Donna Windsor is to be left wracked with guilt next week when a robbery has terrible consequences. After criminal cohort Ross Barton (Michael Parr) targets a jewellers, the business owner George ends up in hospital following a brutal confrontation. Has Donna got herself in too deep? And what does the shock event mean for her association with Ross? Actress Verity Rushworth tells us more:
So, how is Donna coping with life on the other side of the law? Life is very tense for Donna at the moment. Her morals have always been in the right place so this goes against everything she believes in. But she’s putting April first, she knows she hasn’t got long left, so times are desperate for Donna. She is struggling. She’s a good police officer, but needs must.
Does she worry that those around her might begin to suspect her? That’s one of her biggest worries. But at the moment she has tunnel vision: she has a goal and she just has to get there. She knows that time is running out, she’s lost all her savings and although she is worried about people finding out, she’s just focused on what needs to be done.
Is she finding it hard to keep her distance from Ross? Yes, she knows that Ross is all wrong for her and that she shouldn’t be seen with him, but she just fancies him. Whenever she’s around him, she goes all soft and girly. It’s like a moth to a flame.
What are her feelings for him – love or lust? At the moment, it’s lust. He’s a means to an end – he’s been helping her with the criminal activities because he’s so good at them. But it turned into lust. She didn’t see that happening and it’s left her quite confused by her feelings.
How emotional is April’s christening? It’s a really emotional time for Donna. It’s one of the main events that April will have as a memory after Donna dies, which is really sad. Donna is also hoping to attend Marlon and Laurel’s wedding, but the christening could be the last event that she and April get to attend together.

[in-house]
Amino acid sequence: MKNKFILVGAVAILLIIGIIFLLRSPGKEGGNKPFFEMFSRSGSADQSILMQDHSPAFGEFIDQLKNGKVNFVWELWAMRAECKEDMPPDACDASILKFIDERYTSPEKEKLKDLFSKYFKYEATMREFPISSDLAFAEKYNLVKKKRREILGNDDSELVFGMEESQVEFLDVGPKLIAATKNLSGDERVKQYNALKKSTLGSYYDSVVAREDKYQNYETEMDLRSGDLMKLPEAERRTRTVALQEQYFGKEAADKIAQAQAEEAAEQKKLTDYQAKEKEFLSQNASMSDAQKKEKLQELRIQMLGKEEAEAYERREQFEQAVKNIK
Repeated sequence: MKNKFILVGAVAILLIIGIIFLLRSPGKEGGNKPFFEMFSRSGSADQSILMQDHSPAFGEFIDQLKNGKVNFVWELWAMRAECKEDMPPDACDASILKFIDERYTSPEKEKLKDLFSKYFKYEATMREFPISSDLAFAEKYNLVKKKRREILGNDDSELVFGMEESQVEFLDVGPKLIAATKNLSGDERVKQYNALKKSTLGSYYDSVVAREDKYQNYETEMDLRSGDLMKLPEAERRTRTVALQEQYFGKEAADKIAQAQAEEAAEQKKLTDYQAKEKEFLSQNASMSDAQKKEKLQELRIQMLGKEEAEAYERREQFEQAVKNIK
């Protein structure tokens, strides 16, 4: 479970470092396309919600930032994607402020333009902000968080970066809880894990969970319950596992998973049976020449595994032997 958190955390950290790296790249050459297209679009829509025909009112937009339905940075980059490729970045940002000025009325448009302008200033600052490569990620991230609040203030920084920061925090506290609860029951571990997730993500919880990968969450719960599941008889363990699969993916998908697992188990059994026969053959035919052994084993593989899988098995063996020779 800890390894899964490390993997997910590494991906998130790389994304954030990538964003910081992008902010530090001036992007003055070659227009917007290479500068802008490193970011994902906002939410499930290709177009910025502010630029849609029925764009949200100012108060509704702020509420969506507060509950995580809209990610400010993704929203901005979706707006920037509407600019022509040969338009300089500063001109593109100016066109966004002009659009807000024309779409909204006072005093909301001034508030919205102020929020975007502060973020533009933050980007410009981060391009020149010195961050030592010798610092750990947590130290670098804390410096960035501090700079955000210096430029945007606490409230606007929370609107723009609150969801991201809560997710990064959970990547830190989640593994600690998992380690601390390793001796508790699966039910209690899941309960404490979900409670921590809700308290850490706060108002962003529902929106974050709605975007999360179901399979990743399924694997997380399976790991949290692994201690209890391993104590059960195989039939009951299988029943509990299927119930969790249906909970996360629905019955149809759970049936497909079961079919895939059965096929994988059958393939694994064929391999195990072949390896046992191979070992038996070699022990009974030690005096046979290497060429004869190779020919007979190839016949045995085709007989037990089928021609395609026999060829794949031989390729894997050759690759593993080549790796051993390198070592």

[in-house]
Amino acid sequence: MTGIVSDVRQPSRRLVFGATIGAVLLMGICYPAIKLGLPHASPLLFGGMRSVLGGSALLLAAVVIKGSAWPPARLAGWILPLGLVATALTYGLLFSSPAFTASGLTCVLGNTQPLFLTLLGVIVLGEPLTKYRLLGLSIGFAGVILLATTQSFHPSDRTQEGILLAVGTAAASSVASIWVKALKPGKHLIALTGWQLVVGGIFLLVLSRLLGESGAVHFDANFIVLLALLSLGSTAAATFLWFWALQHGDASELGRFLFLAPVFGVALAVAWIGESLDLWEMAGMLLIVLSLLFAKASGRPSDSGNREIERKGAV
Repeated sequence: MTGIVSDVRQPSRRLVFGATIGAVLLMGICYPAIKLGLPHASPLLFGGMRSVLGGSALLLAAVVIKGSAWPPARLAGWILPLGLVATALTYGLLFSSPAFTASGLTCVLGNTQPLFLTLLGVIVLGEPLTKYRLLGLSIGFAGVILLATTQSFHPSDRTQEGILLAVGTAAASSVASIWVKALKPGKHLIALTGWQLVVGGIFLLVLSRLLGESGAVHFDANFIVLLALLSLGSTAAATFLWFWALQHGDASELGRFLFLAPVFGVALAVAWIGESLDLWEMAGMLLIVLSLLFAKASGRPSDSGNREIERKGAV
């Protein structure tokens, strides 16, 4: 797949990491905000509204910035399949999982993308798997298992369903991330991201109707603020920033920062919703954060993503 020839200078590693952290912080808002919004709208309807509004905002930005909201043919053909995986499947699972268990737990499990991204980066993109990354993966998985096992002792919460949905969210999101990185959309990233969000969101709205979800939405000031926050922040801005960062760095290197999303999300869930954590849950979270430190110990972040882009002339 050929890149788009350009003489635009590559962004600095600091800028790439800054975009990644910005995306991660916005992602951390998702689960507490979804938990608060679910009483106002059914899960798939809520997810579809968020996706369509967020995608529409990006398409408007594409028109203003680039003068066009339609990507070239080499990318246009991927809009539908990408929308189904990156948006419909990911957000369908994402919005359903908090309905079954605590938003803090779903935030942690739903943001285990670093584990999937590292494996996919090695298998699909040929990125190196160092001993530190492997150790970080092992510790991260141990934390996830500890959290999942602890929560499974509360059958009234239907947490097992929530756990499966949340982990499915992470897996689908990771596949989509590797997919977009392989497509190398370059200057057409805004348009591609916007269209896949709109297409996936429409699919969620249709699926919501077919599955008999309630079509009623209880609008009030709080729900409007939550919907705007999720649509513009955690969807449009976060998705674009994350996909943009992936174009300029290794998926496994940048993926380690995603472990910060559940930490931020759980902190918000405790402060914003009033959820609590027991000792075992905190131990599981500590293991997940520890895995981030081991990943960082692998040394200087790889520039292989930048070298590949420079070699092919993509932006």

What’s her reaction when she sees Ross’s injuries after the botched burglary? That’s a terrifying moment for Donna. She feels that April would be in danger should anyone else find out what’s happened. She goes into panic mode because Ross didn’t stick to the plan. She’s furious. She never meant to hurt anybody – it was supposed to be a victimless crime. And her own dad was killed during a burglary at a post office, so this is all too close to home. It’s horrendous.
What happens when she goes to the crime scene? She doesn’t expect to see George in such a bad way. It’s such a shock for Donna and she’s absolutely guilt-ridden.
So is it starting to dawn on her that she’s fallen for a dangerous guy? She hasn’t had these kind of feelings for a while, so she’s quite baffled by them. Ross has got something and Donna doesn’t know what it is. But every time he goes in for a kiss, she can’t resist. The sexual chemistry is too strong.
How does she feel when – at the hospital – she discovers how severe George’s condition is? Donna finds out that it could be fatal. Prior to this, she didn’t realise how bad it was because Ross hadn’t explained it to her. So when she’s told that he could die, Donna realises that she could go to prison for murder. It’s suddenly got a lot more serious and she starts to think about getting April away from the village.
So is Donna considering fleeing Emmerdale and taking April from Marlon? She is worried about that aspect of it, but it’s only ever going to be temporary for April. Donna is just instinctively protecting April from any harm and letting the dust settle while the police investigates.
Are you enjoying the fact that she’s tapped into her inner bad girl? It’s lovely for me as an actress to be able to tap into her dark side. There are lots of different levels to the story. And I love working with Michael Parr [who plays Ross]. He’s a good mate and we have a laugh. So I’m having lots of fun.
And do you think Donna should tell Ross about how ill she is? Donna has purposefully not told Ross because other people are going to find out soon enough and she wants to keep something for herself. She likes to go to a place where she doesn’t have to talk about the illness and be looked at as a victim. He’s her guilty pleasure.
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